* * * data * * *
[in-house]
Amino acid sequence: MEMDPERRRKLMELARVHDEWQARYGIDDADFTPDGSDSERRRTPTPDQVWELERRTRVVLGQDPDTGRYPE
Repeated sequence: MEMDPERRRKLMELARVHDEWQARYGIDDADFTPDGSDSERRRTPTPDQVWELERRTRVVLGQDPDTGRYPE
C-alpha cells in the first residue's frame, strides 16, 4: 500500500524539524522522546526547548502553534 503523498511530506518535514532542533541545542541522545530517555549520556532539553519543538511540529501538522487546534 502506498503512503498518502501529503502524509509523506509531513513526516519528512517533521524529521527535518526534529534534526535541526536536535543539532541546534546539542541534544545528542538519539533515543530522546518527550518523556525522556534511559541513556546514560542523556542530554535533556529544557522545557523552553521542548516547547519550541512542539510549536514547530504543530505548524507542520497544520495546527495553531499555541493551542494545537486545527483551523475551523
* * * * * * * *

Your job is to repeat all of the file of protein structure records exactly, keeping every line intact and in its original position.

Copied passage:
[in-house]
Amino acid sequence: MEMDPERRRKLMELARVHDEWQARYGIDDADFTPDGSDSERRRTPTPDQVWELERRTRVVLGQDPDTGRYPE
Repeated sequence: MEMDPERRRKLMELARVHDEWQARYGIDDADFTPDGSDSERRRTPTPDQVWELERRTRVVLGQDPDTGRYPE
C-alpha cells in the first residue's frame, strides 16, 4: 500500500524539524522522546526547548502553534 503523498511530506518535514532542533541545542541522545530517555549520556532539553519543538511540529501538522487546534 502506498503512503498518502501529503502524509509523506509531513513526516519528512517533521524529521527535518526534529534534526535541526536536535543539532541546534546539542541534544545528542538519539533515543530522546518527550518523556525522556534511559541513556546514560542523556542530554535533556529544557522545557523552553521542548516547547519550541512542539510549536514547530504543530505548524507542520497544520495546527495553531499555541493551542494545537486545527483551523475551523